Paella at Zingerman’s Fiesta de España
Paella (py•ay•a) is arguably Spain’s most well-known dish. It’s a satisfying one-pan meal of densely flavored rice, but what else gets added in beyond that is up for debate. Like many foods worthy of being passed down through generations, the history can get skewed over time.
Luckily, we have a wealth of information from Ari Weinzweig, Zingerman’s co-founder and history major. What follows is Ari’s take on paella – enjoy!
My particular interest in paella began when I first began to read about it years ago. The more I read, the more I realized just how far the average American version of the dish had strayed from the intent and integrity of the Spanish original. The dish starts out as something special and it often ends up as far from the original as Taco Bell is to authentic Mexican.
Granted, most Paella Americana had kept enough of the Spanish look to be able to get away with using the name “paella.” In the course of its transatlantic crossing, the true greatness of the dish had been lost. Submerged in a shallow sea of shortcuts, paella over here was so often altered to fit American tastes and available ingredients, that it would probably have been unrecognizable to a Spaniard.
The thing about paella is that, although it’s inevitable one of the most recognized elements of traditional Spanish cooking, hardly anyone over here has ever had a good one. The good news is, the Deli serves up the authentic dish at its Paella Parties every fall – but more on that later!
Paella in Valencia
Unlike pseudo-authentic Italian dishes like spaghetti and meatballs, paella really is an incredibly popular dish in its home territory. Whether they’re eating it at home or at their favorite restaurants, most Valencianos seem to really love it. Of course exactly what goes into the dish they love isn’t quite so simple to ascertain. In its homeland, there is no handbook on paella preparation. Unlike classical French cuisine there is no “right” way, no culinary dictates that determine what may or may not be in a paella.
Instead, paella long ago arrived at that level of local legend and lore where everyone agrees on how important it is, but never on exactly how it should be made or what ingredients ought to be in it. Word has it that every Valencian has three recipes for paella in their head –one from their spouse, one from their grandmother, and one of their own –and pretty much every native I’ve ever asked has had at least that many. The modern addition to this axiom is that most Valencianos also have their favorite place to call for carryout paella. Here we call for pizza. In Valencia they pick up the phone and order out paella. It’s delivered right in the pan (with deposit of course), ready to devour as soon as you drive home.
Paella has been a part of cooking in Valencia for centuries. Most folks seem to agree that the development of the original paellas was pretty much a practical affair, developed along the shores of La Albufera, the freshwater lagoon that comes in from the coast. Paella’s roots are strictly working class. Working folk – fishermen, shepherds, etc. – cooking readily available ingredients over an open fire. Because it was developed long before Columbus brought the produce of the Americas back to Iberia, paella almost always relies on ingredients of European, African or Asian origins.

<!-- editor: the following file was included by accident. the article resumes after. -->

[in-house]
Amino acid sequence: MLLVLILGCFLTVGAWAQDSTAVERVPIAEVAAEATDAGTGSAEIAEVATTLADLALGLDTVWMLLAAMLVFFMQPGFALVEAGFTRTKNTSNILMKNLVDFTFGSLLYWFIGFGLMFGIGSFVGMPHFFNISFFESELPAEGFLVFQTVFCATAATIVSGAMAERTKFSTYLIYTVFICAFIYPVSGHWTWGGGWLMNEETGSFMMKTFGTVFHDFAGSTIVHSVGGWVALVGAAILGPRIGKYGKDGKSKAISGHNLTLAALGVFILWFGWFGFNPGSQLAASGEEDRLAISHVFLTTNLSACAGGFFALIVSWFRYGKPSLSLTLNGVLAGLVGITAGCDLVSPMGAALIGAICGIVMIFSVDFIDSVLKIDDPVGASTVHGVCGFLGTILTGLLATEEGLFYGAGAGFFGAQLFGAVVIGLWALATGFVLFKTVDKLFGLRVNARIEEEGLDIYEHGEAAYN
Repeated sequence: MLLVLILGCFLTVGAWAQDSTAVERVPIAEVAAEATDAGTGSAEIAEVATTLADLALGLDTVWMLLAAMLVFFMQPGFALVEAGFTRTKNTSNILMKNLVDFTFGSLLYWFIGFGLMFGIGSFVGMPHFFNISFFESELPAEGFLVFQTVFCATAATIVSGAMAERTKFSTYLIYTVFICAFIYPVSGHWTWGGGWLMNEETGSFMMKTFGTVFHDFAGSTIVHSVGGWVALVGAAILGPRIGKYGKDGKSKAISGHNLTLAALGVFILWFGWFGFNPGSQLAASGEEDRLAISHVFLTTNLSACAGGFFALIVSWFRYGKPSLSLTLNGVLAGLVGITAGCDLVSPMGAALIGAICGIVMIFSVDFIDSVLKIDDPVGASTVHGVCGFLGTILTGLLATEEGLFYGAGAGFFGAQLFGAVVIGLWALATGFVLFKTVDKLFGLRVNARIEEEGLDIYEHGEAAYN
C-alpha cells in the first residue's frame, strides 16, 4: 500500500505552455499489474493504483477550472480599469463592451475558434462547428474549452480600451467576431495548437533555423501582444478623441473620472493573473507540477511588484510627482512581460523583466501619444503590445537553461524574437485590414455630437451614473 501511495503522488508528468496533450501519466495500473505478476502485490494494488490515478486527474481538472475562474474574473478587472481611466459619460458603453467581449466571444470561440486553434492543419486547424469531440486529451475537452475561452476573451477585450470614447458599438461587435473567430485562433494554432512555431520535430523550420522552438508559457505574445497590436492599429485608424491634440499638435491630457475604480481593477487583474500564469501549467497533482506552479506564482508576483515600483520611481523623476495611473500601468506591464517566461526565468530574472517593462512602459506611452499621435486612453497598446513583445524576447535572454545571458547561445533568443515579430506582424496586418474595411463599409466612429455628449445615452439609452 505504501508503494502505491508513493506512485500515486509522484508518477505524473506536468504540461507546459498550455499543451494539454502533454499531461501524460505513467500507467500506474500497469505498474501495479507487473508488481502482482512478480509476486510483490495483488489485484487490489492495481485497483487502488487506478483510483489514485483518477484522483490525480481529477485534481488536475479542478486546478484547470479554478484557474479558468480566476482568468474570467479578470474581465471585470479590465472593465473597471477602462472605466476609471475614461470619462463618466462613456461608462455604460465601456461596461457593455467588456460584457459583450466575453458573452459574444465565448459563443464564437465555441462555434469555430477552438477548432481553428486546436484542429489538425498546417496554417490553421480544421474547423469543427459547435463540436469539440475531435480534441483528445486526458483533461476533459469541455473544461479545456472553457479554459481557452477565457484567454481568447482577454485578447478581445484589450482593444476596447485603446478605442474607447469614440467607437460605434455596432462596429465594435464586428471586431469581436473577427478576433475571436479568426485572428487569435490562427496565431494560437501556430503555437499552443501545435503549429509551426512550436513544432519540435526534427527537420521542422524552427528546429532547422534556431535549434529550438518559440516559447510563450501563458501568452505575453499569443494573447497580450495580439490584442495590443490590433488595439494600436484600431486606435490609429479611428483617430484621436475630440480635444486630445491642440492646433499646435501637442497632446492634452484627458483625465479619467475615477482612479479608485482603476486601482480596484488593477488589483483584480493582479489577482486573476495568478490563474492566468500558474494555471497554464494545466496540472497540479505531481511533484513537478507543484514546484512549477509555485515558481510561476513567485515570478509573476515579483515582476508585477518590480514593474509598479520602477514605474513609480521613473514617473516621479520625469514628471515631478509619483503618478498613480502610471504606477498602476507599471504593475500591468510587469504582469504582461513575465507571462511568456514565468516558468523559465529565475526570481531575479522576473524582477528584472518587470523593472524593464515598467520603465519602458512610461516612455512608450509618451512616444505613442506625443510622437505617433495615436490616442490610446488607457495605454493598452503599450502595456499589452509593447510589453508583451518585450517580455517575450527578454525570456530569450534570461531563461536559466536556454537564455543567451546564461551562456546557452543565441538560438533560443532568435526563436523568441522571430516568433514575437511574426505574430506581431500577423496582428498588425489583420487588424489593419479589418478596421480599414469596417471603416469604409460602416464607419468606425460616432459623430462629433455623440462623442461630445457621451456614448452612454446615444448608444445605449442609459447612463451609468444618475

Best I can figure from reading and talking to Valencianos the old time ancient and “authentic” paella of history was likely made with saffron-scented rice, topped with snails, eels and green beans. Paella additions can be specific to the region or season, and have evolved to the point nearly anything goes and everyone has their own version. Paella plays a big part in the social scheme of Valencia. Today, paella cooking is generally reserved for Sundays or holidays. It’s considered too time consuming for a busy family during the week. Cooking paella is sort of like barbecuing in the States–it’s the one dish that men in Valencia may well specialize in.
To this day paella remains popular as an outdoor dish. There are many Spaniards who swear it tastes better cooked over a wood fire, and many Valencian restaurants still cook paellas outdoors. Its affinity for open air cooking makes paella an advantage to American cooks, since most of our stoves are a bit too small to really effectively accommodate a paella pan of any size.
Paella at Zingerman’s
The paella recipe that we’ve cooked over the years at Zingerman’s features both seafood and meat (take note, though, that there are Valencians who will argue that the two should not be mixed). We use chicken, shrimp, Spanish chorizo sausage, mussels, clams, roasted peppers, parsley and green peas. But you can easily prepare a vegetarian paella, say with asparagus, fresh fava beans, roasted red and yellow peppers or any number of other vegetables. Or you can make a country-style Valencia paella with rabbit, snails, chicken and green beans. You get the idea–you make the call. There are literally hundreds of ways to play out your paella fantasies.
Every year, Zingerman’s Delicatessen hosts a Paella Party and offers three flavorful versions: shrimp and mussels, chicken and chorizo, and vegetarian. The vegetables selected are whatever is in season at the Ann Arbor Farmers Market, but often includes green beans, carrots, yellow squash and lots of fresh herbs. Hungry yet? Us too.